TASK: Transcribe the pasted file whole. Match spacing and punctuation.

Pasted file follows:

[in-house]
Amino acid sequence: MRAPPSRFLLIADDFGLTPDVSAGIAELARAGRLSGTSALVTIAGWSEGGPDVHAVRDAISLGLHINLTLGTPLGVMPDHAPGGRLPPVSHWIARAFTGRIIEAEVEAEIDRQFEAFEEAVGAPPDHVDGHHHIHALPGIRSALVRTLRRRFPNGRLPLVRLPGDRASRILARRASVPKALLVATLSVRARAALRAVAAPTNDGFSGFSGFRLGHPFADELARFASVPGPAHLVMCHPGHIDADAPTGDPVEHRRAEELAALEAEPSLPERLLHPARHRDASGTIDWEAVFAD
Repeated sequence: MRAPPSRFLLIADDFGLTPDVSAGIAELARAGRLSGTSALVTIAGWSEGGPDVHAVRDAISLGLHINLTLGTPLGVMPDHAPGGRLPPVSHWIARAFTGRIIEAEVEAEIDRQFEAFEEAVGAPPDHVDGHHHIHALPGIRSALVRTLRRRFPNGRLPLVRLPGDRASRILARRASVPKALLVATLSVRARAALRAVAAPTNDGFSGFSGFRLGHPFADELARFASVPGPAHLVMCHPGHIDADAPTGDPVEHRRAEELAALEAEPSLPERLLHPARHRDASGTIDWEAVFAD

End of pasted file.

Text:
[in-house]
Amino acid sequence: MRAPPSRFLLIADDFGLTPDVSAGIAELARAGRLSGTSALVTIAGWSEGGPDVHAVRDAISLGLHINLTLGTPLGVMPDHAPGGRLPPVSHWIARAFTGRIIEAEVEAEIDRQFEAFEEAVGAPPDHVDGHHHIHALPGIRSALVRTLRRRFPNGRLPLVRLPGDRASRILARRASVPKALLVATLSVRARAALRAVAAPTNDGFSGFSGFRLGHPFADELARFASVPGPAHLVMCHPGHIDADAPTGDPVEHRRAEELAALEAEPSLPERLLHPARHRDASGTIDWEAVFAD
Repeated sequence: MRAPPSRFLLIADDFGLTPDVSAGIAELARAGRLSGTSALVTIAGWSEGGPDVHAVRDAISLGLHINLTLGTPLGVMPDHAPGGRLPPVSHWIARAFTGRIIEAEVEAEIDRQFEAFEEAVGAPPDHVDGHHHIHALPGIRSALVRTLRRRFPNGRLPLVRLPGDRASRILARRASVPKALLVATLSVRARAALRAVAAPTNDGFSGFSGFRLGHPFADELARFASVPGPAHLVMCHPGHIDADAPTGDPVEHRRAEELAALEAEPSLPERLLHPARHRDASGTIDWEAVFAD